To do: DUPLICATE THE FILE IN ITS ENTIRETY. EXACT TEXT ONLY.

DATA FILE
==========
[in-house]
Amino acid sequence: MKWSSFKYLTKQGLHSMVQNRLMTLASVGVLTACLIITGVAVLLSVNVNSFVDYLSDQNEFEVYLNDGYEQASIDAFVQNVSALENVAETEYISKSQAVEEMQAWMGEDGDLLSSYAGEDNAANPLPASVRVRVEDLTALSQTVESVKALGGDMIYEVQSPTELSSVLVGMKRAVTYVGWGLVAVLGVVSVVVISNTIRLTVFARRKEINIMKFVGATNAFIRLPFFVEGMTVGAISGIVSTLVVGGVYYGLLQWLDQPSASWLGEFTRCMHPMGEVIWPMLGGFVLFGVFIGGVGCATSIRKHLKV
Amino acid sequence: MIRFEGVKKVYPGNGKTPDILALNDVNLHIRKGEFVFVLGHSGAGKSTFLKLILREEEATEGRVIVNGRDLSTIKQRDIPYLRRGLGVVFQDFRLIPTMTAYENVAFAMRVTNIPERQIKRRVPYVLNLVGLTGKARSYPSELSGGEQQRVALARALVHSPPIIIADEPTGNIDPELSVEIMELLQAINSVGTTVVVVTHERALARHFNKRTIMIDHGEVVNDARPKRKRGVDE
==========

[in-house]
Amino acid sequence: MKWSSFKYLTKQGLHSMVQNRLMTLASVGVLTACLIITGVAVLLSVNVNSFVDYLSDQNEFEVYLNDGYEQASIDAFVQNVSALENVAETEYISKSQAVEEMQAWMGEDGDLLSSYAGEDNAANPLPASVRVRVEDLTALSQTVESVKALGGDMIYEVQSPTELSSVLVGMKRAVTYVGWGLVAVLGVVSVVVISNTIRLTVFARRKEINIMKFVGATNAFIRLPFFVEGMTVGAISGIVSTLVVGGVYYGLLQWLDQPSASWLGEFTRCMHPMGEVIWPMLGGFVLFGVFIGGVGCATSIRKHLKV
Amino acid sequence: MIRFEGVKKVYPGNGKTPDILALNDVNLHIRKGEFVFVLGHSGAGKSTFLKLILREEEATEGRVIVNGRDLSTIKQRDIPYLRRGLGVVFQDFRLIPTMTAYENVAFAMRVTNIPERQIKRRVPYVLNLVGLTGKARSYPSELSGGEQQRVALARALVHSPPIIIADEPTGNIDPELSVEIMELLQAINSVGTTVVVVTHERALARHFNKRTIMIDHGEVVNDARPKRKRGVDE